We spent the afternoon listening to Alan Gillis — first of all, lecturing on Wallace Stevens (with Jenny Bernholdt lecturing on Lorine Niedecker at the same event), and secondly reading some of his newer work alongside Julia Copus. I know Alan is my tutor and so I have to be nice about him, but I really do love his poetry, and I’m absolutely in awe of his ability to hold the attention of an audience, even when reading really long poems or sequences of poems. I heard some of his sonnet sequence, which I’ve heard before and absolutely love — I don’t think it’s in book form yet, but the sooner the better! Alan’s a master of sound and rhythm, and you really have to hear him read to fully “get” the nuances of his work, I think. Really brilliant stuff. A word on Jenny Bernholdt too — her lecture on Lorine Niedecker was brilliant. I haven’t seen a lot of Niedecker’s work, but what I have seen, I really enjoyed. Like a good lecture should, it left me really wanting to find out more about Niedecker and read some more of her work.
The Boy and I also paid a quick visit to the open mic at the end of the day, although I’d totally forgotten about it and (thought — I later found some poems in my bag!) I hadn’t taken anything to read. Nancy Somerville read her brilliant Bucket of Frogs poem from Waiting for Zebras (another Red Suqirrel book), and Swiss also took to the stage and read a great piece. Being absolutely shattered, we left by about 11 (we also didn’t want to wake up the other guests at the very swish B&B we were staying at!)… but it was a really fantastic day, even for the only-slightly-poetically-minded Boy!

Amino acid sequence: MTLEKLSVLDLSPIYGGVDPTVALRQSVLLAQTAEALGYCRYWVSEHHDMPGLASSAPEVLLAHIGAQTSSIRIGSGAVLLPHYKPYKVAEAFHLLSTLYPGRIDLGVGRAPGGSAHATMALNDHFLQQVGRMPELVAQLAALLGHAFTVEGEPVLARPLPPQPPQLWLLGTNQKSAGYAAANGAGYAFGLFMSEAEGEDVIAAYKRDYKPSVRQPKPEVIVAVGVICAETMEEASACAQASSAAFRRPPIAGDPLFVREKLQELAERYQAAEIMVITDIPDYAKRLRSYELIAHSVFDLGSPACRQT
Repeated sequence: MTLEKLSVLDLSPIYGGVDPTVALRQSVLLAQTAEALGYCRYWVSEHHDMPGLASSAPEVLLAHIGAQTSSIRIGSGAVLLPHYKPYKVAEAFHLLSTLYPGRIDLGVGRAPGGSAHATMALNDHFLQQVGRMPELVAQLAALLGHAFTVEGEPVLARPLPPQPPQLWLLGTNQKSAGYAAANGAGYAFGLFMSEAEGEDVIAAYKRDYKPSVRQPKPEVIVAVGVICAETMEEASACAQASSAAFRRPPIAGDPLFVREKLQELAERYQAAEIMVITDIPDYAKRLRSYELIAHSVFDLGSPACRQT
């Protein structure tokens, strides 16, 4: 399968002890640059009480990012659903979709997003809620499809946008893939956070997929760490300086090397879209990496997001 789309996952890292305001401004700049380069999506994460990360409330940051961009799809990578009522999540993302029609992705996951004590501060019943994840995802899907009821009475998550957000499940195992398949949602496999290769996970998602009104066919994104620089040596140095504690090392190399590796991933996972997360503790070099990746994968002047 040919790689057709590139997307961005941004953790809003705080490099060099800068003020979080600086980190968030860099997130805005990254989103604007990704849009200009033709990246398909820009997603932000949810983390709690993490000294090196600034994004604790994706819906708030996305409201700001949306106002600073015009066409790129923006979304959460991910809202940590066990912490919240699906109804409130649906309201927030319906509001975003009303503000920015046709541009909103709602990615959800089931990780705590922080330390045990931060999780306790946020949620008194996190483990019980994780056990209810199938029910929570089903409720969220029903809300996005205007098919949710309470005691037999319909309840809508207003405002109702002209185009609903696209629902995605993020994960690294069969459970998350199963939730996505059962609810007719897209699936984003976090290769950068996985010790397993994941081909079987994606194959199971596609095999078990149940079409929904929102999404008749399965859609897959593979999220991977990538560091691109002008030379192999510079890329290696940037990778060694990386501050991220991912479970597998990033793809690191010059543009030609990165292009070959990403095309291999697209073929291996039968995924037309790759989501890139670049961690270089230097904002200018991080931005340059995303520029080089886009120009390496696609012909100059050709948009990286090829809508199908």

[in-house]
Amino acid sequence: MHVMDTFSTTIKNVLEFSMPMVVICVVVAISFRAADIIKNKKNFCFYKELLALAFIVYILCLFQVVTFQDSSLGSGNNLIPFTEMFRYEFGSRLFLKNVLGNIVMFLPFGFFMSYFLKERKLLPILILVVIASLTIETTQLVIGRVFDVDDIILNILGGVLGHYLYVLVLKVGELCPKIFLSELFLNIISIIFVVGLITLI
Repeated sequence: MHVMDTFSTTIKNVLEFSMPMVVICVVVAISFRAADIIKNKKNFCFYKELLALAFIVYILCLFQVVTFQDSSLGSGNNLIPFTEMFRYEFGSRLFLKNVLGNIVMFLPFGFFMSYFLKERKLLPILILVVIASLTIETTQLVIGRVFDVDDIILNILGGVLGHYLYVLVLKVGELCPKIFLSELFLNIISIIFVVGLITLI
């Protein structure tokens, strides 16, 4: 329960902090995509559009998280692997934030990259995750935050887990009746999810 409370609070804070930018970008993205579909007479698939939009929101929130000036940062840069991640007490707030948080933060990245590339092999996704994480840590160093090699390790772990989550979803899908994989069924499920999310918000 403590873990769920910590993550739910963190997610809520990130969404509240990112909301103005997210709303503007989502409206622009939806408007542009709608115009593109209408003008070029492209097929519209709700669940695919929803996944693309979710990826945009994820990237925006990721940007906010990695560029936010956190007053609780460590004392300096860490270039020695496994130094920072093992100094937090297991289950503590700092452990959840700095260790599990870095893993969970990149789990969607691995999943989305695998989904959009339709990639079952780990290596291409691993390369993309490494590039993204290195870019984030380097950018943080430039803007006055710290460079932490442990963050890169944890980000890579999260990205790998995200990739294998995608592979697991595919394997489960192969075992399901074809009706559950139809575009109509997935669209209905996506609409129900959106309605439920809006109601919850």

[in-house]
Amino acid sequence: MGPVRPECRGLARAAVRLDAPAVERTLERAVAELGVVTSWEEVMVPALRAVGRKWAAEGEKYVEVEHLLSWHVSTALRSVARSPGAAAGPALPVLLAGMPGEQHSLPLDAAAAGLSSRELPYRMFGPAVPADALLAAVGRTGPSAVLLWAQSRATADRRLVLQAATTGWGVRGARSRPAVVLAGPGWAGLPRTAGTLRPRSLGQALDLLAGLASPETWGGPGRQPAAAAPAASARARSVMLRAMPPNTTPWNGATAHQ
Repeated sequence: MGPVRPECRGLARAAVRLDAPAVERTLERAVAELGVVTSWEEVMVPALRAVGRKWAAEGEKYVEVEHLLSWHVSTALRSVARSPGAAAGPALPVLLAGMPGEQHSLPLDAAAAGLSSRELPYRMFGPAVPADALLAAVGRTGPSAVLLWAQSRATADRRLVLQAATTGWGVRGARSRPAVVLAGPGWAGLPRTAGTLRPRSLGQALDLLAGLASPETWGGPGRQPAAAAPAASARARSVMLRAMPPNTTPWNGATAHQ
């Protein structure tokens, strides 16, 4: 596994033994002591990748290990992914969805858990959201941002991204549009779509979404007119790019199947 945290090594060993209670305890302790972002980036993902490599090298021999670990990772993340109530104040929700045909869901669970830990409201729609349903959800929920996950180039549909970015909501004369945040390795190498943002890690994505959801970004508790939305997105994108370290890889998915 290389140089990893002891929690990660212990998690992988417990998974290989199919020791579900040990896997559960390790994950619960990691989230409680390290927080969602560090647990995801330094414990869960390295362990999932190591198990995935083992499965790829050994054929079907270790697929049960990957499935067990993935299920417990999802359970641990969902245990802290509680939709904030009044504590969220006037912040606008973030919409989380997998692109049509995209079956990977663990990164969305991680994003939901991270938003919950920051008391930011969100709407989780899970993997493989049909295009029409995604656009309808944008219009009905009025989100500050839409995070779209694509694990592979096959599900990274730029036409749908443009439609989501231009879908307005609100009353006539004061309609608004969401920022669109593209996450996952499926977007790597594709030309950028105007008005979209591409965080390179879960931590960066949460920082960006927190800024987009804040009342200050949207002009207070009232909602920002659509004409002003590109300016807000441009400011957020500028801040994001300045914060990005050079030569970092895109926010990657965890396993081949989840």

One Night StAnzas
On Saturday, Read This Magazine, Read This Press, this collection and One Night Stanzas set up shop at the StAnza Poets’ Market (after Boy and I had spent a lovely morning wandering around an unseasonably hot and sunny St Andrews…), which was great fun and incredibly successful! We were offering free back-issues of every copy of Read This Magazine so far, as well as the brand new this collection special issue (which is coming out for general consumption soon!), and just requesting voluntary donations for all copies of RT. We were also selling Skin Deep, You Old Soak, ONS pins and my literary jewellery, including special edition, especially-for-StAnza typewriter bracelets. I was absolutely shocked — I sold ALL of the bracelets within the first twenty minutes of the stall opening… people kept coming up and saying “OK, I’ve just run out to get cash, now I’d like to buy one of your bracelets”, and I had to say “sorry, they’ve gone!” The interest was phenomenal… as a result, there will be a new batch of jewels in the RT store very soon –watch this space!
We also sold a fair stack of Skin Deeps and You Old Soaks (23 books in all) and received so many compliments on the appearance of all our publications, which was lovely. When we checked our final tally sheet, we realised we had put nearly 150 units of hot, fresh literature into the hands of the StAnza visitors. Not bad for a day’s work… and takings into three figures! That’s a lot of paper and card and contributor-copy postage… so thanks a million to everyone who came by, chatted, bought and donated. We love you!